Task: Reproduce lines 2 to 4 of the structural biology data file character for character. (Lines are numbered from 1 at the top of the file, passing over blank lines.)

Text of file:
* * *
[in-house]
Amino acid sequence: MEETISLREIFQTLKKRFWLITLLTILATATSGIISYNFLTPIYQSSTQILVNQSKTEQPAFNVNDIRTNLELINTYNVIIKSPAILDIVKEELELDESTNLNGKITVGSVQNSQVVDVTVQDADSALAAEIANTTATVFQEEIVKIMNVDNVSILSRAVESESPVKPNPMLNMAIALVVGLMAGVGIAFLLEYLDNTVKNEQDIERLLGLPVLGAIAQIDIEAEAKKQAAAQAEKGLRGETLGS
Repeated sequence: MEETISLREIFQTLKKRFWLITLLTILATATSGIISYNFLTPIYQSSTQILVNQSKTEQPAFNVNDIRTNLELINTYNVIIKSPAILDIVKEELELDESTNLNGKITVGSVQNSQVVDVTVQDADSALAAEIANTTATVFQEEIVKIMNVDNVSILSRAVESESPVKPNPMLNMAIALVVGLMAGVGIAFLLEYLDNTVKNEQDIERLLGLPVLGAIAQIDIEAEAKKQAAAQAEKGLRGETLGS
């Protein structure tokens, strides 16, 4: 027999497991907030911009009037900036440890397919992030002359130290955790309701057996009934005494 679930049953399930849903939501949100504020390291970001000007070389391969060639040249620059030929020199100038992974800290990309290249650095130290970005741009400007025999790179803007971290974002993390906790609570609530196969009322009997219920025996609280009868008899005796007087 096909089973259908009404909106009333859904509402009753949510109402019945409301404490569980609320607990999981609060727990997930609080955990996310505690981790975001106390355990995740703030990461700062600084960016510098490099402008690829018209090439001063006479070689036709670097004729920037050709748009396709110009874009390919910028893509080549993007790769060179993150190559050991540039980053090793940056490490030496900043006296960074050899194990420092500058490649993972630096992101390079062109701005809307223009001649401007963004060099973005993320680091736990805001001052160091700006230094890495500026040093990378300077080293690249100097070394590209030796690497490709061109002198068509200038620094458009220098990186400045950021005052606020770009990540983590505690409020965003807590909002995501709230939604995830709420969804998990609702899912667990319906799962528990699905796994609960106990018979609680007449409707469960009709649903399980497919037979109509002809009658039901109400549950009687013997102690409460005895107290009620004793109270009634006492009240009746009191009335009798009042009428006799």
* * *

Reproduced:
Amino acid sequence: MEETISLREIFQTLKKRFWLITLLTILATATSGIISYNFLTPIYQSSTQILVNQSKTEQPAFNVNDIRTNLELINTYNVIIKSPAILDIVKEELELDESTNLNGKITVGSVQNSQVVDVTVQDADSALAAEIANTTATVFQEEIVKIMNVDNVSILSRAVESESPVKPNPMLNMAIALVVGLMAGVGIAFLLEYLDNTVKNEQDIERLLGLPVLGAIAQIDIEAEAKKQAAAQAEKGLRGETLGS
Repeated sequence: MEETISLREIFQTLKKRFWLITLLTILATATSGIISYNFLTPIYQSSTQILVNQSKTEQPAFNVNDIRTNLELINTYNVIIKSPAILDIVKEELELDESTNLNGKITVGSVQNSQVVDVTVQDADSALAAEIANTTATVFQEEIVKIMNVDNVSILSRAVESESPVKPNPMLNMAIALVVGLMAGVGIAFLLEYLDNTVKNEQDIERLLGLPVLGAIAQIDIEAEAKKQAAAQAEKGLRGETLGS
């Protein structure tokens, strides 16, 4: 027999497991907030911009009037900036440890397919992030002359130290955790309701057996009934005494 679930049953399930849903939501949100504020390291970001000007070389391969060639040249620059030929020199100038992974800290990309290249650095130290970005741009400007025999790179803007971290974002993390906790609570609530196969009322009997219920025996609280009868008899005796007087 096909089973259908009404909106009333859904509402009753949510109402019945409301404490569980609320607990999981609060727990997930609080955990996310505690981790975001106390355990995740703030990461700062600084960016510098490099402008690829018209090439001063006479070689036709670097004729920037050709748009396709110009874009390919910028893509080549993007790769060179993150190559050991540039980053090793940056490490030496900043006296960074050899194990420092500058490649993972630096992101390079062109701005809307223009001649401007963004060099973005993320680091736990805001001052160091700006230094890495500026040093990378300077080293690249100097070394590209030796690497490709061109002198068509200038620094458009220098990186400045950021005052606020770009990540983590505690409020965003807590909002995501709230939604995830709420969804998990609702899912667990319906799962528990699905796994609960106990018979609680007449409707469960009709649903399980497919037979109509002809009658039901109400549950009687013997102690409460005895107290009620004793109270009634006492009240009746009191009335009798009042009428006799």